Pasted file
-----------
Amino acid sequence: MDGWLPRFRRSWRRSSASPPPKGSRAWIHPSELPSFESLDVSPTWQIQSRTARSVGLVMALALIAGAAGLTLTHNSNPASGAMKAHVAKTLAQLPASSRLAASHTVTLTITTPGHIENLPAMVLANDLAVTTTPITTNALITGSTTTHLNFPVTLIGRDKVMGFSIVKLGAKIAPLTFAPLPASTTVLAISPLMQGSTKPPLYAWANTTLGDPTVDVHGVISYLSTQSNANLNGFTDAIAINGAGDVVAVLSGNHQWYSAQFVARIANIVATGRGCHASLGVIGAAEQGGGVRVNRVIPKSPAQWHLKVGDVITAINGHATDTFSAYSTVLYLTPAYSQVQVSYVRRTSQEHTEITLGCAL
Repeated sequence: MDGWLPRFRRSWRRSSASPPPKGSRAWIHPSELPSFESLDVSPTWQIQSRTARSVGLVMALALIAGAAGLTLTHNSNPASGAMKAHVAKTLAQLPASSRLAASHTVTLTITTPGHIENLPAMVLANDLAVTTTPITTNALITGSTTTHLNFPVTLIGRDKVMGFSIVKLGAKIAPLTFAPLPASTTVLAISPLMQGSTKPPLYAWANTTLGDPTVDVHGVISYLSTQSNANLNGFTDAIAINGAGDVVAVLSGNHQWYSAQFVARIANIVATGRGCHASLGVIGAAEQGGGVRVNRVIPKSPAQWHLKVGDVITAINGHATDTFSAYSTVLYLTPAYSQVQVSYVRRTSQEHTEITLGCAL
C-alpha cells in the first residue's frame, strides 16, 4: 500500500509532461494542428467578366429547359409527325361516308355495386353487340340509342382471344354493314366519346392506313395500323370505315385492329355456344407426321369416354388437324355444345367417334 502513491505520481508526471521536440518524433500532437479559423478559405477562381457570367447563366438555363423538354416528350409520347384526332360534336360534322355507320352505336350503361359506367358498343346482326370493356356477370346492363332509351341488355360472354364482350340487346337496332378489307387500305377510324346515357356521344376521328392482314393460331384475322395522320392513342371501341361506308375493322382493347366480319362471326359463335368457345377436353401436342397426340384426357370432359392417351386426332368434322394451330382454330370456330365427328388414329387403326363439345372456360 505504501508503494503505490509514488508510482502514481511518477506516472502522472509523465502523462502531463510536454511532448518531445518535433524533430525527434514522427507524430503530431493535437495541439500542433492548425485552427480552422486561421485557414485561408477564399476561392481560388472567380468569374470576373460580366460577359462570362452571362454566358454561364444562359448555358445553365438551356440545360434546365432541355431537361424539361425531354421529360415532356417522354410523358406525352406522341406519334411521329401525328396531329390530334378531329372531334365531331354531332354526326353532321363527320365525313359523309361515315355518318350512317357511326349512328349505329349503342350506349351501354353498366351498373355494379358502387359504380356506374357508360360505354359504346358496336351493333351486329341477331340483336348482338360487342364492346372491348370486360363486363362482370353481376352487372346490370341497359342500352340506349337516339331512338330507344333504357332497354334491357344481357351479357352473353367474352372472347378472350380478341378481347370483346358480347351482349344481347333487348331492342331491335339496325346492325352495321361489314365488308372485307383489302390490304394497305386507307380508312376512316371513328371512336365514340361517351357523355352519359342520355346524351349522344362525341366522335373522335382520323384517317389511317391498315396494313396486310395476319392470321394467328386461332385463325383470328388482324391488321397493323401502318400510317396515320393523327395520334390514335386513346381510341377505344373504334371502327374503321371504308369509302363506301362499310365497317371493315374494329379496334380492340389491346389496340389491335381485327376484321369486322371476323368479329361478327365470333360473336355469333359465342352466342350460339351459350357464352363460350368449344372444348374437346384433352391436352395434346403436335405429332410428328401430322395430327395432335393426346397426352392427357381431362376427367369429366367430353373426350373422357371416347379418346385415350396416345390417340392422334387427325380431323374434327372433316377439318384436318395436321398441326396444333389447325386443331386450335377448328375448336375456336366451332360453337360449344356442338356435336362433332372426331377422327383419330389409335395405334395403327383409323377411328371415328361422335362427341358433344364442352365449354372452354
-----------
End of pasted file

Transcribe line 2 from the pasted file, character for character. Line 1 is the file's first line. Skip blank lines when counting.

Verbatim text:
Repeated sequence: MDGWLPRFRRSWRRSSASPPPKGSRAWIHPSELPSFESLDVSPTWQIQSRTARSVGLVMALALIAGAAGLTLTHNSNPASGAMKAHVAKTLAQLPASSRLAASHTVTLTITTPGHIENLPAMVLANDLAVTTTPITTNALITGSTTTHLNFPVTLIGRDKVMGFSIVKLGAKIAPLTFAPLPASTTVLAISPLMQGSTKPPLYAWANTTLGDPTVDVHGVISYLSTQSNANLNGFTDAIAINGAGDVVAVLSGNHQWYSAQFVARIANIVATGRGCHASLGVIGAAEQGGGVRVNRVIPKSPAQWHLKVGDVITAINGHATDTFSAYSTVLYLTPAYSQVQVSYVRRTSQEHTEITLGCAL